Received: by alpheratz.cpm.aca.mmu.ac.uk id BAA12849 (8.6.9/5.3[ref firstname.lastname@example.org] for cpm.aca.mmu.ac.uk from email@example.com); Wed, 20 Feb 2002 01:35:46 GMT X-Originating-IP: [18.104.22.168] From: "Scott Chase" <firstname.lastname@example.org> To: email@example.com Subject: Re: Memory again Date: Tue, 19 Feb 2002 20:30:18 -0500 Content-Type: text/plain; format=flowed Message-ID: <F718TkuRhPWUM9bwdBA0000c51f@hotmail.com> X-OriginalArrivalTime: 20 Feb 2002 01:30:18.0973 (UTC) FILETIME=[2801A8D0:01C1B9AE] Sender: firstname.lastname@example.org Precedence: bulk Reply-To: email@example.com
>From: Vincent Campbell <firstname.lastname@example.org>
>To: "'email@example.com'" <firstname.lastname@example.org>
>Subject: Memory again
>Date: Tue, 19 Feb 2002 11:34:30 -0000
>Saturday, 16 February, 2002, 20:06 GMT
>'How memories are formed'
By BBC News Online's Caroline Ryan in Boston
>The different ways the brain works when it stores memories have been caught
Using modern brain imaging techniques, scientists have recorded the patterns
>in activity that change depending on whether memories are going to be
The study was done by a team from the Massachusetts Institute of Technology
>(MIT) and reported to the American Association for the Advancement of
>Science annual meeting, which this year is in Boston.
The researchers identified a number of different brain parts involved in the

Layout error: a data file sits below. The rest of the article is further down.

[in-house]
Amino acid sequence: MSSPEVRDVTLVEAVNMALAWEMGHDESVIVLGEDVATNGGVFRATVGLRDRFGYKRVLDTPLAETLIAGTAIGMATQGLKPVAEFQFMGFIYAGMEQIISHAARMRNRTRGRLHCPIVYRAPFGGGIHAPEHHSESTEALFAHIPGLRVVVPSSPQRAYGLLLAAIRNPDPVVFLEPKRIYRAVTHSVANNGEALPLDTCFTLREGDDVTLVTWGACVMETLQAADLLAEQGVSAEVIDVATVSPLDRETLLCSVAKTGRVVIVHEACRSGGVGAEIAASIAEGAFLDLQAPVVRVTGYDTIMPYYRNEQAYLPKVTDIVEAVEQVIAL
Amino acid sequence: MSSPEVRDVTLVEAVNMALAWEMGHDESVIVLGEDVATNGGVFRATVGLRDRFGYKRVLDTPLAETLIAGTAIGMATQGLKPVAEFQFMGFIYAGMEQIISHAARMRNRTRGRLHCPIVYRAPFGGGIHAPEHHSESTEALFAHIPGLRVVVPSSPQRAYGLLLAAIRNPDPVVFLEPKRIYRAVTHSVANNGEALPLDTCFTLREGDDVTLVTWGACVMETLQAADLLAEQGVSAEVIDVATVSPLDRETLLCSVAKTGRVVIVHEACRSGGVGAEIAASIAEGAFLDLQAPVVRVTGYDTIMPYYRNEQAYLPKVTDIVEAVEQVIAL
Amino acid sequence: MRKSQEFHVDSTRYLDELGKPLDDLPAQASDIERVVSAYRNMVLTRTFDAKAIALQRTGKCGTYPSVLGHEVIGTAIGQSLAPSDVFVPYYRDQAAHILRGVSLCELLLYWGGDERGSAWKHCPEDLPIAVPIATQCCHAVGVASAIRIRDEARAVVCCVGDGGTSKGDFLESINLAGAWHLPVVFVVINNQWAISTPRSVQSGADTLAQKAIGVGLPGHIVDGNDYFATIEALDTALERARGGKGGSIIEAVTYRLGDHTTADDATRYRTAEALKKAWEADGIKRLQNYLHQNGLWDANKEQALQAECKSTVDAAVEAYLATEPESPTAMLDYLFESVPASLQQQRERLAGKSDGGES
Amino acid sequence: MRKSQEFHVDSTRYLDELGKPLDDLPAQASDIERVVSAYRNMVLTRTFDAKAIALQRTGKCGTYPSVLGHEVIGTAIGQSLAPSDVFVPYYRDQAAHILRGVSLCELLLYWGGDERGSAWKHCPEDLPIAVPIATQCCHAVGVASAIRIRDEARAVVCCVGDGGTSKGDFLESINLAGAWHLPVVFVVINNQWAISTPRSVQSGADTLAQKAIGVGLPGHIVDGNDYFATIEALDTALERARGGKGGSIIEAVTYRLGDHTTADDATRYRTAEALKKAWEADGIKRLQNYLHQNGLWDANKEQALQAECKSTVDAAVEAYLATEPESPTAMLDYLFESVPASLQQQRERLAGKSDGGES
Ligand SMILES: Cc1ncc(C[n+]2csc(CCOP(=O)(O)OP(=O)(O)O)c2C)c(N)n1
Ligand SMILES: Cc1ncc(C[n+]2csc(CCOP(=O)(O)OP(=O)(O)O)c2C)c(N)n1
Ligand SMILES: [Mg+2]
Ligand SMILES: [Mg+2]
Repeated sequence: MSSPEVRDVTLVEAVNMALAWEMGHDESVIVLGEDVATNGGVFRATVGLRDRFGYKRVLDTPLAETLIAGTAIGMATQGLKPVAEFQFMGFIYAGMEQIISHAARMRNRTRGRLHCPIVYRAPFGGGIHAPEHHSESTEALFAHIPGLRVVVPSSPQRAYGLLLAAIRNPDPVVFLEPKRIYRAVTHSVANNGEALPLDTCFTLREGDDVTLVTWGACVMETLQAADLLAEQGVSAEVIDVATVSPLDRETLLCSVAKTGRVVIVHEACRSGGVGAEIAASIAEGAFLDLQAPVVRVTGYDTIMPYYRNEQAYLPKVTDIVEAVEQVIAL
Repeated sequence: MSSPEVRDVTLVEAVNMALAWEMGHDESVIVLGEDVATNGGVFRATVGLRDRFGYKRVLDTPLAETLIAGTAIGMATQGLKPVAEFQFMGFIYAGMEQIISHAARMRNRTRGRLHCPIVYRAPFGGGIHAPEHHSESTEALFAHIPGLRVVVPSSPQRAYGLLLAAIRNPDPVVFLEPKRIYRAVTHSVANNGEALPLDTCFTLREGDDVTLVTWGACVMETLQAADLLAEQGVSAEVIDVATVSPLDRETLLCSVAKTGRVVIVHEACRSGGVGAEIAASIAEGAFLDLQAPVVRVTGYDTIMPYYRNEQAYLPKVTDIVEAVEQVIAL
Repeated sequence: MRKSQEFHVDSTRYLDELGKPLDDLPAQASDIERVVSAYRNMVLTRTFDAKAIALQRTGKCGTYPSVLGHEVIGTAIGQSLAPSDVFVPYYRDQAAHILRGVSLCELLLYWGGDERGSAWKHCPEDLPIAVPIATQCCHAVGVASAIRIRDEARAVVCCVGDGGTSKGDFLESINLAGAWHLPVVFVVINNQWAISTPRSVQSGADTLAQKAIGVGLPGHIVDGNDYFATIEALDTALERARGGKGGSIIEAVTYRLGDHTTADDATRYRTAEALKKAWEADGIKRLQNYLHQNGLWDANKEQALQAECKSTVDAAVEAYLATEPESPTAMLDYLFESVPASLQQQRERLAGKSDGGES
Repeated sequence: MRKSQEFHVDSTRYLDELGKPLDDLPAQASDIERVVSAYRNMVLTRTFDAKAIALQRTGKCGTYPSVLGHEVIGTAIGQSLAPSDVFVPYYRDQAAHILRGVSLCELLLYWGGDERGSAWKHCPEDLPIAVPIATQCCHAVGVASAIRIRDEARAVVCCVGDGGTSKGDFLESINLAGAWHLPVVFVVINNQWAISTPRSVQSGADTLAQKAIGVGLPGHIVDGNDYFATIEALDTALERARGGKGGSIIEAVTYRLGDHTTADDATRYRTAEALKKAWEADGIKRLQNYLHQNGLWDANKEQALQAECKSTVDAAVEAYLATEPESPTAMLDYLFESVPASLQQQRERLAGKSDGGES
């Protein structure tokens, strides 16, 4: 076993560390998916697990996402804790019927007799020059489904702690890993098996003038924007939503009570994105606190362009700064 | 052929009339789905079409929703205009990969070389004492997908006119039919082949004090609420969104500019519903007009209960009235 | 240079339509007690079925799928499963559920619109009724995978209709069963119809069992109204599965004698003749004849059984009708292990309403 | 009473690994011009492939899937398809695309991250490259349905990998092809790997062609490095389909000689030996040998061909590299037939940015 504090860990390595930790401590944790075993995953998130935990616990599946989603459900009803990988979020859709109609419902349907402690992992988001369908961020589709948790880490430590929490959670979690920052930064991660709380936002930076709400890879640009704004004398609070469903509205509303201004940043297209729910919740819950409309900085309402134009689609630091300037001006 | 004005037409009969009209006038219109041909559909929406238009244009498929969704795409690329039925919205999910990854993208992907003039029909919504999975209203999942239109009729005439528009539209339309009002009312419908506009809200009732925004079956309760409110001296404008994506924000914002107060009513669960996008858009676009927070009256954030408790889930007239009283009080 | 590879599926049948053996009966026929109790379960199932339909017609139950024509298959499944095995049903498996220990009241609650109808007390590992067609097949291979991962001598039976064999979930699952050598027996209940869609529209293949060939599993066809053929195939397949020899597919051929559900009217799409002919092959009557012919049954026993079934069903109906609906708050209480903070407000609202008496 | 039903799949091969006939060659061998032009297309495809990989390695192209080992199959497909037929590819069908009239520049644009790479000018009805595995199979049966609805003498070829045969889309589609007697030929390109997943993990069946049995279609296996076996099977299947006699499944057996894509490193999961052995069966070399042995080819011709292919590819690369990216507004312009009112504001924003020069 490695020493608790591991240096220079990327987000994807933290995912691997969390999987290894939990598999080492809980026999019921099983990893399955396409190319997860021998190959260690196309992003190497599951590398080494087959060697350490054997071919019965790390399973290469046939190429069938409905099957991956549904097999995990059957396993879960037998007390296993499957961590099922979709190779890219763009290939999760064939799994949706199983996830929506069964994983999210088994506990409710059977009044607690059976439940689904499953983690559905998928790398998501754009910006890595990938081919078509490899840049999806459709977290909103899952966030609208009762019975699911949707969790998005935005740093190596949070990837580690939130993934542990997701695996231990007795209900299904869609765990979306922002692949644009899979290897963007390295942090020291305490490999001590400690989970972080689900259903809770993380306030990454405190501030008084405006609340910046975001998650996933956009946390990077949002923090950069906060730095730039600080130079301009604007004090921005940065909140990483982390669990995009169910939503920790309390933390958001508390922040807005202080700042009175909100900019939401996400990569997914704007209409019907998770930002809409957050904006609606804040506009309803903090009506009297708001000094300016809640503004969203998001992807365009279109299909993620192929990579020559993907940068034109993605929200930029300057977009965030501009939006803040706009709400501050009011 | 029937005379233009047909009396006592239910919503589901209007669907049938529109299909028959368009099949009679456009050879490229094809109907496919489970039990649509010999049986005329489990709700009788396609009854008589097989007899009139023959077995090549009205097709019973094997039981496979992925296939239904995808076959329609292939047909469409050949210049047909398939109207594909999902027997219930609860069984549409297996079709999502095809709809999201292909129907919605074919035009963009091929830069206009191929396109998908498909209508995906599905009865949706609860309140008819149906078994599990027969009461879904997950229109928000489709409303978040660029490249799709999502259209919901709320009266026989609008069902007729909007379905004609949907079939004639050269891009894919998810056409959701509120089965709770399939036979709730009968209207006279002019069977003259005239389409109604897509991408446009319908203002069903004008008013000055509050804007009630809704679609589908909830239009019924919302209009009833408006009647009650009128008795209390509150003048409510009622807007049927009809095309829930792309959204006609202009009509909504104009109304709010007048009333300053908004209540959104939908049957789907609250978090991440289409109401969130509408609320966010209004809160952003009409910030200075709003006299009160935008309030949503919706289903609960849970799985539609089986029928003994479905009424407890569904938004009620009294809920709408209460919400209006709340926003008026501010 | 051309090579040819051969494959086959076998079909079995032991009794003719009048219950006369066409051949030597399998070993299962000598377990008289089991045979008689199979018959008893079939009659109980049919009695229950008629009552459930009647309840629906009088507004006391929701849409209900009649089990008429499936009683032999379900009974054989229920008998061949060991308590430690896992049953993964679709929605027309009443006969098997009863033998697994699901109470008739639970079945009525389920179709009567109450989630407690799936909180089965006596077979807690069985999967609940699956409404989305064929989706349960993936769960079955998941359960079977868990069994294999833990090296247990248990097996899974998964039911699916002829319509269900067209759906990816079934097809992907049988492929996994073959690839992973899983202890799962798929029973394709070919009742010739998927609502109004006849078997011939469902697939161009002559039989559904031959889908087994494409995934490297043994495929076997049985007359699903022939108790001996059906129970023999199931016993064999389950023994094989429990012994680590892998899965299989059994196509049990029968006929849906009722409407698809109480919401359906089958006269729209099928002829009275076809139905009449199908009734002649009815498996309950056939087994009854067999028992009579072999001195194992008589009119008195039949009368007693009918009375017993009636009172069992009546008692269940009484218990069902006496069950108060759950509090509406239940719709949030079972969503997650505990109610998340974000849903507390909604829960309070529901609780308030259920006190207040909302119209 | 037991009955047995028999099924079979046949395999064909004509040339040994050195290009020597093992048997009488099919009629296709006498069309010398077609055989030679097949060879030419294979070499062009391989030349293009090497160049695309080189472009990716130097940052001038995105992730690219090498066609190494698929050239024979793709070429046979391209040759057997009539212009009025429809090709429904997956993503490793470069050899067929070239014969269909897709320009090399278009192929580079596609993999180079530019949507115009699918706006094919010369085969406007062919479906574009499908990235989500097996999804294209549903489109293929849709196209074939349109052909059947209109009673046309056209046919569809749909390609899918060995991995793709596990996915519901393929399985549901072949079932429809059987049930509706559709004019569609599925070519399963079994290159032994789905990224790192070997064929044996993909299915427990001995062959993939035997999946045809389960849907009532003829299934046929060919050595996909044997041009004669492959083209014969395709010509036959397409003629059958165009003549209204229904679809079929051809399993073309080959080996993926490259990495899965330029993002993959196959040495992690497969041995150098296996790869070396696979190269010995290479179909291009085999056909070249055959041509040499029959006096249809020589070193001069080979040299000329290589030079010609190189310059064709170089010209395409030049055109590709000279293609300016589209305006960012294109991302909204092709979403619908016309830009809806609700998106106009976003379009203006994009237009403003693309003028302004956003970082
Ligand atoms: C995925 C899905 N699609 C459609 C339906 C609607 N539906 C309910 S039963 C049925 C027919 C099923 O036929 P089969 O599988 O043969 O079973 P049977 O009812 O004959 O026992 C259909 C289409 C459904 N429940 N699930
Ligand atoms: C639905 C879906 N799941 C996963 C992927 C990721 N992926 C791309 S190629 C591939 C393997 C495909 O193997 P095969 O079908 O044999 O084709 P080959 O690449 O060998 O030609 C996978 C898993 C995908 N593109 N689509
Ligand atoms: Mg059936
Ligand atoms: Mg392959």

>very complex process of creating and storing memories.
In their tests, healthy men and women were shown a list of words or pictures
>while they were scanned using functional magnetic resonance imaging (fMRI),
>which recorded activity in the brain.
They were then given a surprise quiz 20 minutes later to see what they
>remembered. Researchers could then match the brain patterns to the stored
Professor Anthony Wagner, who led the research team, said: "Using this brain
>imaging technique allowed us to characterise the human brain while it was
>the process of building new memories."
In addition to telling scientists more about how memory works, the technique
>could also one day be used to identify early signs of conditions such as
>Alzheimer's disease, where the brain's memory circuits stop working
Professor Wagner said: "We can then use that exact same technology and look
>for changes in these circuits in individuals who haven't been clinically
>diagnosed as having Alzheimer's disease, but you'd like to catch them as
>early as possible, and this could be a diagnostic tool.
Thanx Vince. Looks like memory is being approached via bottom/up molecular
and top/down imaging methods.
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